Businesses are going belly up, tens of millions have been laid off and, by some measures, the U.S. seems headed for another Great Depression. But Republicans surveying the wreckage aren't ready for another round of coronavirus aid, instead urging a ``pause.''
It's a position based on a confluence of factors. Polls show GOP voters think the government is already doing enough. Republicans on Capitol Hill are divided over the best approach. Billions approved by Congress have yet to be spent. And it's also unclear what President Donald Trump wants to do next, if anything, to juice the economy _ his payroll tax cut idea hasn't gained any traction on Capitol Hill.
For these and other reasons, GOP leaders see an unfolding crisis that does not yet cry out for further action.
``There's just a pragmatic piece to this, which is, if we're going to do another bill, let's get into June and July so we know how people are re-emerging,'' said Rep. Patrick McHenry, R-N.C., who gave up his leadership post last year to take the top GOP job on the Financial Services Committee.
The political balancing act comes as the long-dormant deficit-hawk wing of the GOP lumbers back to life, recoiling from the House Democratic proposal to spend another $3 trillion in taxpayer money. Yet many Republicans concede there is risk to standing pat at a time of massive unemployment, financial struggles for local governments and growing COVID-19 caseloads, particularly with the November election fast approaching.
Despite their distaste for further negotiations with Democrats, many Republicans privately see passage of another coronavirus measure as inevitable.
Senate Majority Leader Mitch McConnell, a proponent of the ``pause,'' said Tuesday that Republicans are ``taking a look at what we've already done. And we've added about $3 trillion to the national debt, and assessing the effectiveness of that before deciding to go forward.''
Yet McConnell also cracked open the door, cautiously, to more legislation, provided that it is ``narrowly targeted.''
``I'm in discussion, we all are, with the administration. If we reach a decision along with the administration to move to another phase, that'll be the time to interact with the Democrats,'' he said.
Still, recent polls show GOP voters are far more likely to be satisfied with the government's virus response than Democrats. They are less fearful of a second wave of cases as states loosen stay-at-home orders, and they are not clamoring for more aid.
``We're starting to hear grumbling against spending that I haven't heard for a while,'' said Adam Brandon, president of FreedomWorks, a conservative group that has helped promote demonstrations around the country demanding a relaxation of state lockdown orders.
On Capitol Hill, the question of what to do next is sowing GOP division.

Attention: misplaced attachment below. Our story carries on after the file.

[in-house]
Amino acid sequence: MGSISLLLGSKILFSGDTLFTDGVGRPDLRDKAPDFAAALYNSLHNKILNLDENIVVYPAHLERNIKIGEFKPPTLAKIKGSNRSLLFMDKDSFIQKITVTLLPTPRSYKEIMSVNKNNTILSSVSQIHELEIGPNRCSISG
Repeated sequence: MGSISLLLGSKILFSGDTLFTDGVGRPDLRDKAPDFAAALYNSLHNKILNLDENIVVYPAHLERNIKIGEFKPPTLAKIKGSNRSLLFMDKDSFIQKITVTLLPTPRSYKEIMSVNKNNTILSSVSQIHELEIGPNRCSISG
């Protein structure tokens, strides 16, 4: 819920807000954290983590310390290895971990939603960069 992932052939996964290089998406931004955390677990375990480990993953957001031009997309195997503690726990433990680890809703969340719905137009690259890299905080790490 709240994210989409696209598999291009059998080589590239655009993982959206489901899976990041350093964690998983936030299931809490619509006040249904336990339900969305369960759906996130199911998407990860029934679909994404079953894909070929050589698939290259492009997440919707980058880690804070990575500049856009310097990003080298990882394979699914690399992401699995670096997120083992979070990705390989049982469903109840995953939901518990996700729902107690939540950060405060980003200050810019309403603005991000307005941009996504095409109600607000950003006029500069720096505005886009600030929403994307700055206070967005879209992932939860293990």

Conservative senators from solidly red states argue that Washington has done enough, and they have been squaring off in meetings with GOP moderates and pragmatists siding with Democrats. The moderates are supportive of fiscal relief for states and local governments, help for the Postal Service, additional jobless aid, and further provisions on testing and tracing for the virus, which has already claimed more than 80,000 lives in the U.S.
The conservative senators have influence with Trump, but he doesn't share their fiscal instincts.
The president and deputies like Treasury Secretary Steven Mnuchin have signaled a willingness to deliver aid to state and local governments _ funding that is a core demand of House Speaker Nancy Pelosi, D-Calif. And Trump at one point even floated a massive debt-financed effort on infrastructure, leaving many conservatives aghast.
Trump himself has cautioned Republicans against drawing a red line against state and local aid. The president is talking to governors, noted a top House GOP leadership aide who requested anonymity to describe private conversations. The aide emphasized that the president remains extremely popular in most Republican congressional districts and still gives members a lot of cover by going along with him.
``As states begin to reopen we need to wait and see where and what the need is, but the policy process is ongoing at the White House,'' said a White House aide, requesting anonymity to describe internal dynamics. ``The president has said more help is coming.''
Many think the next coronavirus bill, when it passes, will be the last one for a while, with Congress likely to maintain an intermittent schedule as the election nears.
``I don't see us coming back before the election so I'd rather us get this smart and right rather than shoveling more coal into the fire, and people saying we'll come back and do more,'' McHenry said.
But it's clear that Republicans are dreading another round of negotiations with Democrats.
While each of the four prior COVID-19 response measures passed by almost unanimous votes, the outcome required GOP leaders to accept significant legislative victories for Pelosi and Senate Minority Leader Chuck Schumer, D-N.Y. They fear another episode in which Mnuchin, a former Democrat, gives them even more.
For now, negotiations are in neutral. The Senate is poised to push off the legislative debate until after the Memorial Day break, when Republicans hope the virus will finally begin to ease.
``We will be working in a bipartisan way and with the White House to make sure ... we're addressing the very serious needs of the American people when it becomes both to the health emergency and the economic emergency that they're experiencing right now,'' said No. 2 Senate Republican John Thune of South Dakota.